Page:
The Greatest Divide? Don't ask moral questions in pews

There is an old, old saying among God-beat professionals. What most mainstream newspaper editors want when they assign a religion news story is "three anecdotes, a poll and a quote from Martin E. Marty."

That quote is so old I may already have used it on But it's relevant right now, because of a new column offered up by the nation's most quoted church historian on the "Sightings" page at the Martin Marty Center at the University of Chicago.

Marty was reacting to a series by Bill Bishop in the Austin American Statesman which noted (prepare for stunning observation) that there are basically two kinds of churches in America today and that they don't seem to have much in common with each other when it comes to morality, culture and politics. He calls one side "modernist" and the other side "traditionalist."

Bishop doesn't dig too deep into the theology of this, other than to say that churches on the left are more "universalist." Bingo. Give the man a prize.

(Religious) beliefs and practices have come to align with political party, according to surveys conducted by John Green, a political scientist at the University of Akron. People who follow more traditional religious practices -- Protestants who believe in the inerrancy of the Bible and Catholics who accept the authority of the Pope -- generally supported Bush in 2000 and say they will vote for him again this year.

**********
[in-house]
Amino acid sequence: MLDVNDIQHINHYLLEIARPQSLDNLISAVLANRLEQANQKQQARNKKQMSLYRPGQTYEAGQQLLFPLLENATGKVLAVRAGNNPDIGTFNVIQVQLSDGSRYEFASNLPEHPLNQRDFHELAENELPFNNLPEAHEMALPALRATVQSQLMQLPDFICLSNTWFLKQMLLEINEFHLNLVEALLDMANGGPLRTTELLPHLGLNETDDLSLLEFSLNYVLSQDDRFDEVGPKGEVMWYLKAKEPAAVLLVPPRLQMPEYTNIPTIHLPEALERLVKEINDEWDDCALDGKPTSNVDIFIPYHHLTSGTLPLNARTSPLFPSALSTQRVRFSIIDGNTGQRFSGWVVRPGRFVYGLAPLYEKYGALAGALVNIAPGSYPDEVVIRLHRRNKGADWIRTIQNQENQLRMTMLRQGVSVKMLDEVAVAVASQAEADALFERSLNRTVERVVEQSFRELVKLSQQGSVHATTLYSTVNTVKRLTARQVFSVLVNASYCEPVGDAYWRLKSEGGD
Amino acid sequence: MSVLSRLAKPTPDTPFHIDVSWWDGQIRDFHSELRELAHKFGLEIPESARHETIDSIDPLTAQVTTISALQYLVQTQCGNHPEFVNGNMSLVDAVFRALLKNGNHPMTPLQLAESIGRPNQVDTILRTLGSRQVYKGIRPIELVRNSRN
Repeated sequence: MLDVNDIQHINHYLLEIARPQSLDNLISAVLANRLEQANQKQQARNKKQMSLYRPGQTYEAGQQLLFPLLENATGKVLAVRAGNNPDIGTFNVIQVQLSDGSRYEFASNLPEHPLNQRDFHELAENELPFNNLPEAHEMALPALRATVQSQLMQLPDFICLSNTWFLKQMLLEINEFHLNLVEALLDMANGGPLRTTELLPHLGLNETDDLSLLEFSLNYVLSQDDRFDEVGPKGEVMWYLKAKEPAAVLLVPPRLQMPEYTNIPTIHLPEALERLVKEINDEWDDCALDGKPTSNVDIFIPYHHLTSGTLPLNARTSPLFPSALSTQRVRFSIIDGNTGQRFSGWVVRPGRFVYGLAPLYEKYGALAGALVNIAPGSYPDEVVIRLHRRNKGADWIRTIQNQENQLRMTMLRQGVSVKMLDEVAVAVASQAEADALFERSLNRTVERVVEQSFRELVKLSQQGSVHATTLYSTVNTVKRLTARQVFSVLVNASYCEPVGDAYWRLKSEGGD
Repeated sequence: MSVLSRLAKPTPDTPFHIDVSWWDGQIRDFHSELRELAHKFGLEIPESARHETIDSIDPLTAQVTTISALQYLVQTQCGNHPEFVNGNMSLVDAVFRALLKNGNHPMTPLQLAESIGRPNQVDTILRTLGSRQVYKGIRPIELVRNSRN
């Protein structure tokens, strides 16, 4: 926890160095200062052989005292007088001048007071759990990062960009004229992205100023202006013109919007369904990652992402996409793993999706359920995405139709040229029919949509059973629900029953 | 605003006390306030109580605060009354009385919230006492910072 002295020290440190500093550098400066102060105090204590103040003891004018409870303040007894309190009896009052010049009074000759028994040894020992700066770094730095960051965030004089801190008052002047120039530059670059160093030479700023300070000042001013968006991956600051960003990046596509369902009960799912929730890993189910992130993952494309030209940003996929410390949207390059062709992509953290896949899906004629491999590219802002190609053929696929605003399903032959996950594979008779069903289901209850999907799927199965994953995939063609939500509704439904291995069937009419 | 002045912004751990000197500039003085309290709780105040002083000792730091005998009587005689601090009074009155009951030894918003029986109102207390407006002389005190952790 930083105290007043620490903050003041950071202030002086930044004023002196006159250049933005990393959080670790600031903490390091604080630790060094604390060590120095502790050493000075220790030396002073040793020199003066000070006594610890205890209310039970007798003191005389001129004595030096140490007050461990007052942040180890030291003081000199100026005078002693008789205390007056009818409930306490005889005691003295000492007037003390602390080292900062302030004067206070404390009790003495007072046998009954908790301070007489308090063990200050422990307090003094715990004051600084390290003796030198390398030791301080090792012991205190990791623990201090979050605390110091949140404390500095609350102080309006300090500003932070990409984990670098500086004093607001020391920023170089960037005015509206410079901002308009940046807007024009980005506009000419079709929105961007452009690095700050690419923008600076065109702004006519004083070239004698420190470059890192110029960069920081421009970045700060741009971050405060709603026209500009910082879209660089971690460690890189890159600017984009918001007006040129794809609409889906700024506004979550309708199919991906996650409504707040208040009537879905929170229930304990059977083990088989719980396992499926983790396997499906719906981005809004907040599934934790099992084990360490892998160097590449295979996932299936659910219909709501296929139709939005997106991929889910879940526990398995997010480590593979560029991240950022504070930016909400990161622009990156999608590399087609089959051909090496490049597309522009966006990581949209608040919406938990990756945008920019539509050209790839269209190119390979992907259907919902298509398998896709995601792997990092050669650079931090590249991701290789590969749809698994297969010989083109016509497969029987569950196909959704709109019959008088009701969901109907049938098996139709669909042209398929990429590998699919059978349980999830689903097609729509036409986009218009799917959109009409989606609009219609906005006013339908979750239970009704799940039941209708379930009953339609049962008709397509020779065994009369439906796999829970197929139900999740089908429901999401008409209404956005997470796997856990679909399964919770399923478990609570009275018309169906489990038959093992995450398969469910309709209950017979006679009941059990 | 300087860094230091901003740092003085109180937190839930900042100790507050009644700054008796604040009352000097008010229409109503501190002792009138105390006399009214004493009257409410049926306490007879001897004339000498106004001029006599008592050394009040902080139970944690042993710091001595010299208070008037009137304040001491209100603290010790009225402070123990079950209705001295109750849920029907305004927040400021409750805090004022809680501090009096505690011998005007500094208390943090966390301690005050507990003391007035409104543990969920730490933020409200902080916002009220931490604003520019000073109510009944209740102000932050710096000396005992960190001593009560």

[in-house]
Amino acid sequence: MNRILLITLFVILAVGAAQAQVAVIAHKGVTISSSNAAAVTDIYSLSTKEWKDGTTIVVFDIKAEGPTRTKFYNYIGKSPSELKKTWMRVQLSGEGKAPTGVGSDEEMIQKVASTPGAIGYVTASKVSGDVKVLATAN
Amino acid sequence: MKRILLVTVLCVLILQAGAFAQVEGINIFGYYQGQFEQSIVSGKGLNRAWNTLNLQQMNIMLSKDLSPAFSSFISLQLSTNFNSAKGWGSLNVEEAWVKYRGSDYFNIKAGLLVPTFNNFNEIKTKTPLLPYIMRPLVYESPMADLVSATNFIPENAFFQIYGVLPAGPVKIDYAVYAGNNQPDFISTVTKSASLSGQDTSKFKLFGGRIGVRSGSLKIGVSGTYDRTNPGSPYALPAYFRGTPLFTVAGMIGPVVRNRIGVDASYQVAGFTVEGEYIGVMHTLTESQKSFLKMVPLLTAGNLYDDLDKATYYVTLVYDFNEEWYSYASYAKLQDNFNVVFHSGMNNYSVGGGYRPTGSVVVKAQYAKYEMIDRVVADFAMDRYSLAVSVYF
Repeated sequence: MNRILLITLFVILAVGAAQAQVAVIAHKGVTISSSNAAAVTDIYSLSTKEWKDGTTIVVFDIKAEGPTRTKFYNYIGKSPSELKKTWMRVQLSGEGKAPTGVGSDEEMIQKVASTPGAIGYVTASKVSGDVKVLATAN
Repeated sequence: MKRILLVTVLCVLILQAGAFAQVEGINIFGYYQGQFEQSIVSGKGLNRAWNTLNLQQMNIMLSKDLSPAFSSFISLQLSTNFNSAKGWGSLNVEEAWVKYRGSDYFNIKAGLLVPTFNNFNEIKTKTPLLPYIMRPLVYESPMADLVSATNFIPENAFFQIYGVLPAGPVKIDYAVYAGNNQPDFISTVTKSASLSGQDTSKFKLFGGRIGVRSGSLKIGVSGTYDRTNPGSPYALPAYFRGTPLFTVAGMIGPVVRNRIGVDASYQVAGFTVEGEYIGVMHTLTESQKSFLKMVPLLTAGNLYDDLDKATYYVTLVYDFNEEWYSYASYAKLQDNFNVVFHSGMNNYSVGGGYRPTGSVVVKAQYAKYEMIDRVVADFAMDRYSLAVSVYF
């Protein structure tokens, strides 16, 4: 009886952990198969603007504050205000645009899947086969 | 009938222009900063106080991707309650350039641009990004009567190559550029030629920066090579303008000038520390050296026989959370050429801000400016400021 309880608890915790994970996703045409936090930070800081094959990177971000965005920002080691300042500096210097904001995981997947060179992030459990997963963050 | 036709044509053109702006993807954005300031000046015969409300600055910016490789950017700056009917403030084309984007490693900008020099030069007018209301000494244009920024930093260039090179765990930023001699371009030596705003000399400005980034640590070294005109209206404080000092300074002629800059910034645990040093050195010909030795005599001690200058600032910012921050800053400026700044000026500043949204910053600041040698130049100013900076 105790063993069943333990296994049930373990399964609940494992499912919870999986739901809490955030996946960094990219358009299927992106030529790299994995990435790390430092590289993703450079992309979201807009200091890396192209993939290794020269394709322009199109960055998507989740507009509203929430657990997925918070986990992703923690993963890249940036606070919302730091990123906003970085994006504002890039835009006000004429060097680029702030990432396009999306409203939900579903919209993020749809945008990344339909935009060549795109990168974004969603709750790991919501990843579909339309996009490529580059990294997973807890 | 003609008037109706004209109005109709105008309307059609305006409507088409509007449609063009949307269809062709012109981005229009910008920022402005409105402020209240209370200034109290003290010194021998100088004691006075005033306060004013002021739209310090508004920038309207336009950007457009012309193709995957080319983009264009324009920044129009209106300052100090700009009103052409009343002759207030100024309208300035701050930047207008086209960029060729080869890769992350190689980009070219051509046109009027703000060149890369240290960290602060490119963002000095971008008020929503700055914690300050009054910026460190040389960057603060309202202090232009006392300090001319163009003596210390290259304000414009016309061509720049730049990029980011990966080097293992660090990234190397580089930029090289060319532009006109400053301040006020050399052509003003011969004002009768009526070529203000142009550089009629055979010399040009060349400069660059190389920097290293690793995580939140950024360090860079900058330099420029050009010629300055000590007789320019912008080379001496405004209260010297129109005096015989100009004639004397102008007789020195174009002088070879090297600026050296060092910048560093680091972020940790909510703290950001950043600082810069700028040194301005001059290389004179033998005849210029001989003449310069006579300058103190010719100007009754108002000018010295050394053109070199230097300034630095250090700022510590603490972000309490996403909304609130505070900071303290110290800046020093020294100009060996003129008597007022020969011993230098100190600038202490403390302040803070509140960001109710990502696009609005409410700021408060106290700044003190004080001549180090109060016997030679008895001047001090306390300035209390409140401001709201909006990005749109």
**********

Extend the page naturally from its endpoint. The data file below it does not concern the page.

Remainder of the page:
Those in what Green describes as "modernist" religious congregations, for example, churchgoers who were more ecumenical, or universalist, in their beliefs, tend to vote Democratic, regardless of denomination. Traditional evangelicals support Bush by 68 percentage points over Kerry in Green's latest poll, taken in the spring. But modernist evangelicals back Kerry by 8 percentage points over Bush.

Note the term "modernist evangelical" -- that deserves more attention. You'll be hearing more about the evangelical left in the months and years ahead. Then brace yourself for the charismatic left.

Bishop's "modernist" and "traditionalist" divide sounds very similar, of course, to Dr. James Davison Hunter's thesis in "Culture Wars," in which he described the worldviews of the "orthodox" (truth is transcendent, absolute and eternal) and the "progressives" (truth is personal, experiential and evolving). This sociologist at the University of Virginia Center on Religion and Democracy has been talking about the cultural and political implications of this new divide for 15 years or so. I dedicated by 10th anniversary column to his work.

Of course, anyone who covers the world of oldline Protestantism knows how this divide is shaping the wars among United Methodists, Presbyterians, Anglicans, Lutherans and everybody else on that side of the church aisle.

Ballot-box politics aside, when you look at these issues in terms of doctrine and sacraments, I have found that you can almost always sort these churches out by asking three ancient questions: (1) Did the resurrection of Jesus really happen -- in real time? (2) Is salvation found through Jesus Christ, alone? (3) Is sex outside of marriage a sin?